I hate jogging. Hate it. Congrats to all you runners out there—much respect—but I just can’t make myself do it. What I do love is weightlifting. Not the Olympic-style, grunting sort of weightlifting, just me and a couple of free-weights. When I have a really thorny plot problem to work out, I go to the gym, turn up the volume on my iPod, and lift. The harder the problem, the heavier the weights.
For the past few weeks, I’ve been going to the gym a lot, because I’ve been working through some big plot overhauls on my work-in-progress. It ain’t been easy. The manuscript I’m working on was “finished:” It had been through a couple of plot re-writes, then line-edited and copy-edited and polished ad nauseum. I’d labored over the right phrasing for every line in every scene…to me, every word seemed necessary.
But of course, I wasn’t right about that. I got some great feedback (and some distance) and identified the weak spots. Parts of the plot dragged. The pacing needed to be faster, and that meant slicing out thousands and thousands of my beloved words and replacing them with fewer, better ones. Some characters ended up being unnecessary, and I had to cut them out. It hurt. I had to move up to the twelve-pound weights.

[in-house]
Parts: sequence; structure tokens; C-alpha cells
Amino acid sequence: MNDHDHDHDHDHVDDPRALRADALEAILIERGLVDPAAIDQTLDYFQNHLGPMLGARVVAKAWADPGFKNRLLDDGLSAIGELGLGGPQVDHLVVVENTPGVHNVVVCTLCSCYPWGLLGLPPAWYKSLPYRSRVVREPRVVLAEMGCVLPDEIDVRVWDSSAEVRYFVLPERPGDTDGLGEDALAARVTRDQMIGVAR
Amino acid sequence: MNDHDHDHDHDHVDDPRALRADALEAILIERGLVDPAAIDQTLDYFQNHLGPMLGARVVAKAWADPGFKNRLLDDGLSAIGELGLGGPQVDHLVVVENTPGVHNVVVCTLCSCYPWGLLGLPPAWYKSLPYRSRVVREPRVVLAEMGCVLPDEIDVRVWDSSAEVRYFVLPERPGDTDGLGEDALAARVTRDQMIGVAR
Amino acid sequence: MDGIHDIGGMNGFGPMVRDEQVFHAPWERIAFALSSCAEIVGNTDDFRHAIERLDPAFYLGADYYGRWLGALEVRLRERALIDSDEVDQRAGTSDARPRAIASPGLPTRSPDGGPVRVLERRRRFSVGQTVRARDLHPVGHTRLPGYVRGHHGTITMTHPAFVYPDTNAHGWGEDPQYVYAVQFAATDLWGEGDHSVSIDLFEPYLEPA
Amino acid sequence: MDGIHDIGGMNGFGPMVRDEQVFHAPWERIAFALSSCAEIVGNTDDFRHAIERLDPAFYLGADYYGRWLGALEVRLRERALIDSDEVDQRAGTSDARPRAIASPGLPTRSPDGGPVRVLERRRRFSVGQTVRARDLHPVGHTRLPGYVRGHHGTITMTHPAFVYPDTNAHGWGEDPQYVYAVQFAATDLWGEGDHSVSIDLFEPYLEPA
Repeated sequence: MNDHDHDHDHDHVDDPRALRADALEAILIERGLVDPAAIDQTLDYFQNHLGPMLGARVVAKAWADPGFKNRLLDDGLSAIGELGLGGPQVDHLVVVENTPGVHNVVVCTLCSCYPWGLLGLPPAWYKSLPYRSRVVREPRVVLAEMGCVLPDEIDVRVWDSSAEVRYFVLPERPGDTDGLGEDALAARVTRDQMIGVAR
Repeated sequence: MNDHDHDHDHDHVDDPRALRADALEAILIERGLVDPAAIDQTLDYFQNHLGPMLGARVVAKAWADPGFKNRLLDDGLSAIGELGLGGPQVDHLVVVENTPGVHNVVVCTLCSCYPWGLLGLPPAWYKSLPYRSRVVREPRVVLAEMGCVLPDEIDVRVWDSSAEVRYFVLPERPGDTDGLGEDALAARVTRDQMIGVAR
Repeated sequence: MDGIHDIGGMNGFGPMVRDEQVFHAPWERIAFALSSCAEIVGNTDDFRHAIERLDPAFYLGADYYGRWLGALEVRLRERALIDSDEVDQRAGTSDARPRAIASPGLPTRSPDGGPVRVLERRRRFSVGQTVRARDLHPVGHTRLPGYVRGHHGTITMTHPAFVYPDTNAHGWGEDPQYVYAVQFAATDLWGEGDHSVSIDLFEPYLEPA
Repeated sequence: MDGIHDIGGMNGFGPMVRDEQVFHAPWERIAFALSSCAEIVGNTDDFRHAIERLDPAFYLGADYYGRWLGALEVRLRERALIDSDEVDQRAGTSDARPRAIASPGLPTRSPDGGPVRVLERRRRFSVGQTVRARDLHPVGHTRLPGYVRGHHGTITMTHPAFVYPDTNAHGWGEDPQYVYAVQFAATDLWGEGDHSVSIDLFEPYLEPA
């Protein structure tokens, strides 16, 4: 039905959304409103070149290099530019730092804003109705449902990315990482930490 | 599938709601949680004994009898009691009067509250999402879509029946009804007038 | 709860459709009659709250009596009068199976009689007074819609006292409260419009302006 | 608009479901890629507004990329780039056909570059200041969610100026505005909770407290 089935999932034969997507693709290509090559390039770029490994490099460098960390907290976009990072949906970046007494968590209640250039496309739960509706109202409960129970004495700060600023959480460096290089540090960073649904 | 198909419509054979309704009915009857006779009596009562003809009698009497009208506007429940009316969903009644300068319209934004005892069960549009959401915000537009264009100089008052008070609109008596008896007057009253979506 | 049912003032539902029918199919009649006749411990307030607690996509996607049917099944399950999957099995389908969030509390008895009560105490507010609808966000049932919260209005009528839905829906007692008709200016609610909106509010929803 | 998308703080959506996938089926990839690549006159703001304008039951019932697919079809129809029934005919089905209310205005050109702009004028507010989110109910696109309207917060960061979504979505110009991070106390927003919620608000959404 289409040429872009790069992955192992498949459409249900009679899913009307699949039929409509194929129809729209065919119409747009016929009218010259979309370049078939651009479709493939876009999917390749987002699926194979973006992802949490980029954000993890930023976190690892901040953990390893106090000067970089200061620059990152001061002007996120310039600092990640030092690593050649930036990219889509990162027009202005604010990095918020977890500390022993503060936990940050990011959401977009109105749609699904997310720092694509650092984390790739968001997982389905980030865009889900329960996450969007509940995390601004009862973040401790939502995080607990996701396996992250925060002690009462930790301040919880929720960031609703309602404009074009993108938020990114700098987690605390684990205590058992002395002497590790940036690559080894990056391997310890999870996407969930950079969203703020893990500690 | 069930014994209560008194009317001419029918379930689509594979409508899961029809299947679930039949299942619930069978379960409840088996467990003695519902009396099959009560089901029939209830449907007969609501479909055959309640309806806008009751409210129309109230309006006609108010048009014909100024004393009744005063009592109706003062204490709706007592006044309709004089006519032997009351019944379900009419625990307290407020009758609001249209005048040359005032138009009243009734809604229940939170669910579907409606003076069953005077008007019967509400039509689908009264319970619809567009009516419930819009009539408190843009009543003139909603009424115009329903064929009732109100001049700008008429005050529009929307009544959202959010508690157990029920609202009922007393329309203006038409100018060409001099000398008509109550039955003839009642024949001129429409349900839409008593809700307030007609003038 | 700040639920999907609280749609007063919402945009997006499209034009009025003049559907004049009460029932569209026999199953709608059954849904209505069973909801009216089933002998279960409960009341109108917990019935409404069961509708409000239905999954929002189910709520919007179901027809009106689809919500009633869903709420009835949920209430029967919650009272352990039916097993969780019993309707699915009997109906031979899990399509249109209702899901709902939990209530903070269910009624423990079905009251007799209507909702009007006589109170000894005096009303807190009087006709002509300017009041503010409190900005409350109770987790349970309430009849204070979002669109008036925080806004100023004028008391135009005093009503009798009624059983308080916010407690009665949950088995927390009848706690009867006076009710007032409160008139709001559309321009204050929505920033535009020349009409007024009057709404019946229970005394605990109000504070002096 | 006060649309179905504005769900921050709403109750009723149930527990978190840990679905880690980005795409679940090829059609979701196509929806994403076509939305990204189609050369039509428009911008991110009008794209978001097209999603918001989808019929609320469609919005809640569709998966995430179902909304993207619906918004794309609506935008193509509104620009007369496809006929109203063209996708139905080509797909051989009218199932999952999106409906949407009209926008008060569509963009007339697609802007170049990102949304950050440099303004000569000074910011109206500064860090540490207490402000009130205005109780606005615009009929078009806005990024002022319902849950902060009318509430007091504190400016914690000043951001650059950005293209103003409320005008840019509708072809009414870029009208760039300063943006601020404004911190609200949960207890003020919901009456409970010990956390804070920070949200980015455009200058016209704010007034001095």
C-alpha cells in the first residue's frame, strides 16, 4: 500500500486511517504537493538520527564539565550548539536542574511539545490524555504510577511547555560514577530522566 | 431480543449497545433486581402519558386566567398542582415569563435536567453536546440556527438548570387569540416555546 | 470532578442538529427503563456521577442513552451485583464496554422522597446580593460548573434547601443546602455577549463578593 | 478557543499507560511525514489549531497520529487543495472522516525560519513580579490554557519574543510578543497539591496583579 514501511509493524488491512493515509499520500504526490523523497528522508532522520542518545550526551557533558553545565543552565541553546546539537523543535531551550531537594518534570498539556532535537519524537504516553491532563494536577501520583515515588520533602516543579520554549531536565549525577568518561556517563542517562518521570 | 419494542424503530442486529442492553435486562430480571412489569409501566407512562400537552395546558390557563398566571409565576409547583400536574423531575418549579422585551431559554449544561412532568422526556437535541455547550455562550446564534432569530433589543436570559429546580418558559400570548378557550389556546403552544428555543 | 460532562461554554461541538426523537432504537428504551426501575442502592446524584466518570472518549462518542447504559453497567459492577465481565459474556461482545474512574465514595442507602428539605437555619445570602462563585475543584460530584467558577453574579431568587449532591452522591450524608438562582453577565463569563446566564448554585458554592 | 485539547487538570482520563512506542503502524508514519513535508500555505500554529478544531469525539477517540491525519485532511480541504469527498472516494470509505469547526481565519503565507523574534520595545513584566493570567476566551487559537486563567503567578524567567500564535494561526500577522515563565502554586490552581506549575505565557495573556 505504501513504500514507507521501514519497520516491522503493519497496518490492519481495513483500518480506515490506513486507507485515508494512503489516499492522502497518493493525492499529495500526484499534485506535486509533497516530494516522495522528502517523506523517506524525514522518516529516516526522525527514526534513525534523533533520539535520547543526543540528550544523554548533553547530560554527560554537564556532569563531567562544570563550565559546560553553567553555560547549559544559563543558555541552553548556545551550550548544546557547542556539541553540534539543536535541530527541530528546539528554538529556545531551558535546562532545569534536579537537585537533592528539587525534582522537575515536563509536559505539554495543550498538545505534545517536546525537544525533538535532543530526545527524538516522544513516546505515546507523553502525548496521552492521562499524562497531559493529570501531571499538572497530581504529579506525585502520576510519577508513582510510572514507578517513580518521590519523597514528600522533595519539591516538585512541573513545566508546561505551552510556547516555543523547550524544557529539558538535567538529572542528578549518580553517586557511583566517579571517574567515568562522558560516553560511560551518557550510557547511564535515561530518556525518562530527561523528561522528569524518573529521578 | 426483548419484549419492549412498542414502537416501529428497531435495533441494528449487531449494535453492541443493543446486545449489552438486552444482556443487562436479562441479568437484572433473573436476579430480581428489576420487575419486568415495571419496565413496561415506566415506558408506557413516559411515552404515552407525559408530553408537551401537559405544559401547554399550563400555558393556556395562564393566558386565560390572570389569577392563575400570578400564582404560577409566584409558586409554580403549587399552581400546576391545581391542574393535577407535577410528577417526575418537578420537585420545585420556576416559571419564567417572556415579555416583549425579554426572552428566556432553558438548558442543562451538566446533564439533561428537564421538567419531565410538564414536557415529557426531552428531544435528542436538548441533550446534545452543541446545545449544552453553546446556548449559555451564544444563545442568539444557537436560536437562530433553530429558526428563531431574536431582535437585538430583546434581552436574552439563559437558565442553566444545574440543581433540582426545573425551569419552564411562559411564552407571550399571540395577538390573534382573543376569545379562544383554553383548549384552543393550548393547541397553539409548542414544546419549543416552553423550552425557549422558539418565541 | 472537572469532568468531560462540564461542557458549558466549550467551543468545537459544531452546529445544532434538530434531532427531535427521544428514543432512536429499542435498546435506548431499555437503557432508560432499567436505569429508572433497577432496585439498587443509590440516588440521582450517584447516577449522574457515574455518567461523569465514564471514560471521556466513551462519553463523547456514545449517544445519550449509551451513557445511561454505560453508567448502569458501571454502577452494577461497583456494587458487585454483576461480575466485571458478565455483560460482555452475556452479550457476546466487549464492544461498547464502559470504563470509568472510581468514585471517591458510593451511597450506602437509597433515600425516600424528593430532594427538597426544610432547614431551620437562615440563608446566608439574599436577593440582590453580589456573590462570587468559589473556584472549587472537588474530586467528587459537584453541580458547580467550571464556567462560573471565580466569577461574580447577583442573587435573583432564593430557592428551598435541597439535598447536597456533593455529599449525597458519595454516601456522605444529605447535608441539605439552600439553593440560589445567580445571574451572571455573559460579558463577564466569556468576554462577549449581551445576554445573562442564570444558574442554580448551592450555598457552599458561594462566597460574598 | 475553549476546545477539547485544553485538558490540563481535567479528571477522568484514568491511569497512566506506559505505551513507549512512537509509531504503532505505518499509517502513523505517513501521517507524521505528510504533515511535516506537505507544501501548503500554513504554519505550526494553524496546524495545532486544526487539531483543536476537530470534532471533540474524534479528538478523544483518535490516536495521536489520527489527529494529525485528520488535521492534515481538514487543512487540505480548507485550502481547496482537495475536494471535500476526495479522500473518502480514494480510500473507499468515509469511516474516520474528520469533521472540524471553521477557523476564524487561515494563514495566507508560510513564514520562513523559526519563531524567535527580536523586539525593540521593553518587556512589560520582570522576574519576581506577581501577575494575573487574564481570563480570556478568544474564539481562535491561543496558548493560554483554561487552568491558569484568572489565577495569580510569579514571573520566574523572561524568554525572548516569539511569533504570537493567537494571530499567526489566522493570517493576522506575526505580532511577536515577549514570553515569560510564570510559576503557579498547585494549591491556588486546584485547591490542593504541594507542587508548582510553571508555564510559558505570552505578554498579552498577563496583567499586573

It's been painful, but in a good way, like lifting that twelve-pound weight instead of the ten. It hurts, but I know it’s going to make me stronger. If it was easy, if I didn’t break a sweat, then I might be happy for that half-hour workout, but in the end, I’d be right back where I started. Nothing really got done.
It’s important for me not to push it too far, though. Just like in weight-lifting, pain can be telling me something when I’m editing. During my manuscript slaughtering, I ran into a character I just couldn’t cut. It was agonizing. Every time I tried to write scenes without her, they felt flat and boring. I had to stop and ask myself: Is this decision going to make my story better, or just smaller? I suppose I’m learning to walk that line between the good, strengthening ache and the stabbing pain that warns me I’m about to pull a muscle. I want to be right on that border.